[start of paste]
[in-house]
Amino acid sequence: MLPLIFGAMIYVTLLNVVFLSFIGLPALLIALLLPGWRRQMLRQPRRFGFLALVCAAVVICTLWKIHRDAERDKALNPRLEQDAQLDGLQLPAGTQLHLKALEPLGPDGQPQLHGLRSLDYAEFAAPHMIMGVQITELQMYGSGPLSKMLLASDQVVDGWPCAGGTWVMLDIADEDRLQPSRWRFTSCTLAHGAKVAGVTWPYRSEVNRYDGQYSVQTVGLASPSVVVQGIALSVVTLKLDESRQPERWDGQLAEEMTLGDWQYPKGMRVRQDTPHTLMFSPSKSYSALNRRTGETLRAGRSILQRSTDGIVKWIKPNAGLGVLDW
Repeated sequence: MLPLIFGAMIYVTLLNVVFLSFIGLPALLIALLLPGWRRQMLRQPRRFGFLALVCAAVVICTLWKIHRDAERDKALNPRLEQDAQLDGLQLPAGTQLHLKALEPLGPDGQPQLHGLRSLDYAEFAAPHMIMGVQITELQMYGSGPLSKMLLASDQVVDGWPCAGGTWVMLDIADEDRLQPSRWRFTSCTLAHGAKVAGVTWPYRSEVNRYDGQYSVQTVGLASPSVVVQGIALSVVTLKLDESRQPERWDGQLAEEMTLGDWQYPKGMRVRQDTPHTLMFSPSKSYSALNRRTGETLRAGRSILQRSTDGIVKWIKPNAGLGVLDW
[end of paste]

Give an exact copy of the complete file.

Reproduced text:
[in-house]
Amino acid sequence: MLPLIFGAMIYVTLLNVVFLSFIGLPALLIALLLPGWRRQMLRQPRRFGFLALVCAAVVICTLWKIHRDAERDKALNPRLEQDAQLDGLQLPAGTQLHLKALEPLGPDGQPQLHGLRSLDYAEFAAPHMIMGVQITELQMYGSGPLSKMLLASDQVVDGWPCAGGTWVMLDIADEDRLQPSRWRFTSCTLAHGAKVAGVTWPYRSEVNRYDGQYSVQTVGLASPSVVVQGIALSVVTLKLDESRQPERWDGQLAEEMTLGDWQYPKGMRVRQDTPHTLMFSPSKSYSALNRRTGETLRAGRSILQRSTDGIVKWIKPNAGLGVLDW
Repeated sequence: MLPLIFGAMIYVTLLNVVFLSFIGLPALLIALLLPGWRRQMLRQPRRFGFLALVCAAVVICTLWKIHRDAERDKALNPRLEQDAQLDGLQLPAGTQLHLKALEPLGPDGQPQLHGLRSLDYAEFAAPHMIMGVQITELQMYGSGPLSKMLLASDQVVDGWPCAGGTWVMLDIADEDRLQPSRWRFTSCTLAHGAKVAGVTWPYRSEVNRYDGQYSVQTVGLASPSVVVQGIALSVVTLKLDESRQPERWDGQLAEEMTLGDWQYPKGMRVRQDTPHTLMFSPSKSYSALNRRTGETLRAGRSILQRSTDGIVKWIKPNAGLGVLDW